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The Genji Helm is a top-tier heavy armor helm in Final Fantasy XII that boosts the wearer's magickal defense by 46 (Zodiac) or 37 (original), Strength by 9 and—unusually for a heavy armor helm—Magick Power by 4. In the Zodiac versions it additionally enables the wearer to counter enemy attacks.

Genji Helm is a missable piece of equipment, obtained by stealing from Gilgamesh in the right time. The Genji Helm is metallic for the purposes of the magnetize debuff present during the Vinuskar (though Gilgamesh is only available after this boss) and Ultima boss battles.

Obtain[]

In all versions, the Genji Helm is stolen from the elite mark Gilgamesh during the second encounter in the deepest part of the Lhusu Mines after he takes enough damage and switches his weapon twice. Whenever he draws out a new blade, there is a cut scene, and afterward, he has a new item to steal; if the player does not steal the equipment off him then, it will be missed in the main game. A good strategy is to activate Foe:Steal gambit on everyone above the attack gambits after every cutscene, and then turn the gambit off once someone succeeds at the steal.

In the Zodiac versions, the player gets another chance to procure a Genji Helm from the Trial Mode, and in The Zodiac Age Trial Mode spoils can be brought to the main game, so the player can potentially have multiple pieces and equip them simultaneously. Genji Helm can be commonly stolen Enkidu in Trial Mode Stage 94.

Use[]

Genji Helm is a top notch helm giving 46 or 37 Magick Resist depending on version, 9 Strength and 4 Magick Power, the latter useful for a katana-user whose weapon takes the user's Magick Power into account for damage calculation. The strength bonuses make heavy armor ideal for frontline fighters, and the Genji Helm is a good helm to equip over any inferior equipment the player may have on anyone who attacks physically, although a gun-wielder does not benefit from the strength-boost.

In the Zodiac versions, Knight, Foebreaker and Bushi can use it. Genji Helm is only useful to obtain if the player has chosen these License Boards for the party. In The Zodiac Age versions, after fighting Belias the player can choose two License Boards per party member and so more characters can benefit from heavy armor, as it is usually a good idea to match jobs that use different types of armor to bolster light armor jobs' strength, and to give more durability to spellcasters.

In the Zodiac versions, Genji Helm also provides the ability to counter, and is thus a great gear option for the endgame. Genji Armor boosts the chance to counter, but does not grant counter on its own, meaning for best results, the same character should wear both. The chance to counter an attack is determined by the character's speed,[1] meaning the Germinas Boots is a great accompanying accessory, although a katana-user will likely benefit even more from the combo-boosting Genji Gloves.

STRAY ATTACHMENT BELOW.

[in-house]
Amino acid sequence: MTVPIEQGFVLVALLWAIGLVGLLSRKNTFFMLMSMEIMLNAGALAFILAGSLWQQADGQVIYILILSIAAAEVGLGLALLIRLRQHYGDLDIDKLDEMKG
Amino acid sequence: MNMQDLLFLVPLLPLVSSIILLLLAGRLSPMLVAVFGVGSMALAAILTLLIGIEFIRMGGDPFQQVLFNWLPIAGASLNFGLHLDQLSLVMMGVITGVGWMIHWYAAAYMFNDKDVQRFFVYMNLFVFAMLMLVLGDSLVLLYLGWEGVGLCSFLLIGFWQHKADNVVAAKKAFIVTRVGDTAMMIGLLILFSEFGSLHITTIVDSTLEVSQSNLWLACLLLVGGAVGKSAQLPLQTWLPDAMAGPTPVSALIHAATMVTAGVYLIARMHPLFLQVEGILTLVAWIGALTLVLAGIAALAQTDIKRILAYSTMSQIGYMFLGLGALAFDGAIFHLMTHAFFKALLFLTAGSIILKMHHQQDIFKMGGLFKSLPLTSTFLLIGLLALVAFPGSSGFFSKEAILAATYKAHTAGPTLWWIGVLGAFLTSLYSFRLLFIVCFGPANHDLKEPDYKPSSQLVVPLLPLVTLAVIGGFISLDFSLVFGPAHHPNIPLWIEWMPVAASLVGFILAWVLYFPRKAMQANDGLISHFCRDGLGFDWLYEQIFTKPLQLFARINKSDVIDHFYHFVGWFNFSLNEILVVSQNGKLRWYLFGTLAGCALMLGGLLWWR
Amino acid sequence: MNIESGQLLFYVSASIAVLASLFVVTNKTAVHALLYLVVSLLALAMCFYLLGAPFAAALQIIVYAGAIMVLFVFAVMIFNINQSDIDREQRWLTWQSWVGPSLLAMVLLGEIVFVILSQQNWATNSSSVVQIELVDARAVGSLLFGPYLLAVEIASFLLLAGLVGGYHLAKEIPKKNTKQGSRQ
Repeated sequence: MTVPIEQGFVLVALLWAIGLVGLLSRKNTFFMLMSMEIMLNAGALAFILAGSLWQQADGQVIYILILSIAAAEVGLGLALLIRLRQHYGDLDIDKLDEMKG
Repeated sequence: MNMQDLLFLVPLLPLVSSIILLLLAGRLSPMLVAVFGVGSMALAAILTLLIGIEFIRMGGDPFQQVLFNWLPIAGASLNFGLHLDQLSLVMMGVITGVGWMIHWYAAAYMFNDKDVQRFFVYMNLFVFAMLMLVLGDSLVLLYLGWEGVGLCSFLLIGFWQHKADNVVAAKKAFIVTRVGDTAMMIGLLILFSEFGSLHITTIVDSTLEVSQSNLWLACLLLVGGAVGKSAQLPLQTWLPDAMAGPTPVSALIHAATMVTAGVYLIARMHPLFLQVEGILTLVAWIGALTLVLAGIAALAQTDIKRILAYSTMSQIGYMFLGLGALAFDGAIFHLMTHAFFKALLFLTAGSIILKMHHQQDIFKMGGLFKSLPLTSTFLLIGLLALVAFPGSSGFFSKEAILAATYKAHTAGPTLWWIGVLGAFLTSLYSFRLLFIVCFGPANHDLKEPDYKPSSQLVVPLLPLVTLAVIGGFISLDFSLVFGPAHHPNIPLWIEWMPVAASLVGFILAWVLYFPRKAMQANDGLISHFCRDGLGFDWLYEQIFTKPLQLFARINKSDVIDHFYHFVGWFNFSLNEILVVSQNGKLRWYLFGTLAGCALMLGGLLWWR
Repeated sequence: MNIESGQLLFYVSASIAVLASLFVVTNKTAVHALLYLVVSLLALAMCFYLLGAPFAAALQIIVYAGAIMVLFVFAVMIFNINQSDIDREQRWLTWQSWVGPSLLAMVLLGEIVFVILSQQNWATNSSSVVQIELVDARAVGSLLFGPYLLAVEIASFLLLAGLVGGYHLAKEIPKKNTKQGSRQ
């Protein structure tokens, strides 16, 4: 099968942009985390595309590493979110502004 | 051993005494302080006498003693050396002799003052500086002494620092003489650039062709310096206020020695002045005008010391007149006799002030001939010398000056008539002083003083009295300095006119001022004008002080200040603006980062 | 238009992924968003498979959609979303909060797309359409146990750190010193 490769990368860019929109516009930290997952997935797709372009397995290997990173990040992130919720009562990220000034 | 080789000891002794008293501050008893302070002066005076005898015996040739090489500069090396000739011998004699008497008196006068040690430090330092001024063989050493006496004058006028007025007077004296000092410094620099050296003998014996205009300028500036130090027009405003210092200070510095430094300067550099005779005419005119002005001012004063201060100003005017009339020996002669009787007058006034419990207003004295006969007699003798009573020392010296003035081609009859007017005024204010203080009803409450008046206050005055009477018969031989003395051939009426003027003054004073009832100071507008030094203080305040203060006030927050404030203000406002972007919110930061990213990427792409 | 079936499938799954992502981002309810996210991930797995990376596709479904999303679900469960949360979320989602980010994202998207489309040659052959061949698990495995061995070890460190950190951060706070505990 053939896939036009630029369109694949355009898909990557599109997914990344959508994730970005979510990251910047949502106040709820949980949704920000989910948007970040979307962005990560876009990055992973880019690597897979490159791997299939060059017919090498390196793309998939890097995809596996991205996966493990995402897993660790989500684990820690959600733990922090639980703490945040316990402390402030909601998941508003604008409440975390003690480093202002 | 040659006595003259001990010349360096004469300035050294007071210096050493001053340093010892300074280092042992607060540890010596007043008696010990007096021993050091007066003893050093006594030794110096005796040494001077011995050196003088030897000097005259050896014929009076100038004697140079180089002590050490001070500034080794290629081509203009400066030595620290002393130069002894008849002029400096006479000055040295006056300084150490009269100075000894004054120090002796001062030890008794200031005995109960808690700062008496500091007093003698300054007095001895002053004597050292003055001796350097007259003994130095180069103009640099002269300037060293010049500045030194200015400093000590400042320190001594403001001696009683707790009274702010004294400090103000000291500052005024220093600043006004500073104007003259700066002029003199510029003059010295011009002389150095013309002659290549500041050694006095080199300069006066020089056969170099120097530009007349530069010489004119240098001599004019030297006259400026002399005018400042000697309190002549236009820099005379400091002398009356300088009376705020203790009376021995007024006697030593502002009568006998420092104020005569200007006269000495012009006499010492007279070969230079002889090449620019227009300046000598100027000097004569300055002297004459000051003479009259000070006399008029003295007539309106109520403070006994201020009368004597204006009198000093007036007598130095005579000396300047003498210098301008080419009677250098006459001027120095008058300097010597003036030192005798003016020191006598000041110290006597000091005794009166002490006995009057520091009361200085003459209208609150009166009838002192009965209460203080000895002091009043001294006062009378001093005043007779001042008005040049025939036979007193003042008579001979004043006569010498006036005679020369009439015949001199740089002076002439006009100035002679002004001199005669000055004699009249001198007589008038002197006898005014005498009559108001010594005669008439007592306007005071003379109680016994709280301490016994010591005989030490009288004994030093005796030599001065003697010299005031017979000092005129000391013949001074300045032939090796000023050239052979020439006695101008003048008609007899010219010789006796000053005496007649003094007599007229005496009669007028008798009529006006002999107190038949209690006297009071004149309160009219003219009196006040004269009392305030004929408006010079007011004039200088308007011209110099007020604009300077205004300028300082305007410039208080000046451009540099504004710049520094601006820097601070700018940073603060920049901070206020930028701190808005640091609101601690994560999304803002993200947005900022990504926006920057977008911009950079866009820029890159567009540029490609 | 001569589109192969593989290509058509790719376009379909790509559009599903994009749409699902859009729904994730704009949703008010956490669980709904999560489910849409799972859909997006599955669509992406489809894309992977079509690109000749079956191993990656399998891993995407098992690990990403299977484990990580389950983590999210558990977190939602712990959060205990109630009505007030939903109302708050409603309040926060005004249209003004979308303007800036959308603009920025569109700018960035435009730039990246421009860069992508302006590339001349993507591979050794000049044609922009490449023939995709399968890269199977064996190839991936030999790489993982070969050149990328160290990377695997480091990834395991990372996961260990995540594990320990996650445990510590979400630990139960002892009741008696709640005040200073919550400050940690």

Counter chance with Genji Armor:

Counter only triggers when the character:

  1. is in the Charge Stage.
  2. is not running or walking.
  3. is not being knocked back.
  4. receives a "regular melee" attack (not ranged, tech or spells).
  • Counter is 1-hit only. It does not combo.
  • Any weapon can be used to counter.
  • Counter may happen each time while being hit. A hit combo may be countered multiple times.
  • Counter may happen even if the attack missed / is blocked.
  • Counter acts like regular melee attacks. Added effect on the weapon may trigger.

Etymology[]

The surname of Genji refers to the onyomi reading of the Minamoto Clan. Minamoto was a surname commonly bestowed on the children of the Emperor who were not eligible for the throne. According to history and legend, they were most active in the days of the late Heian era, and were samurai who became known as the fighters of evil and keepers of peace. The time was said to have been fraught with disorder and anarchy. Many future samurai claim lineage from the clan, including Miyamoto Musashi and Tokugawa Ieyasu who were subject of literary discourse from The Tale of Genji, which follows royal figures, to The Tale of the Heike, focusing on the major figures and the events of the Genpei War.

Genji is also a short period in Japanese history, lasting only a single year from 1864–1865.

References[]

  1. maltzan (January 30, 2007). Game Mechanics FAQ by maltzan. Neoseeker. Archived from the original on 31 March, 2021.
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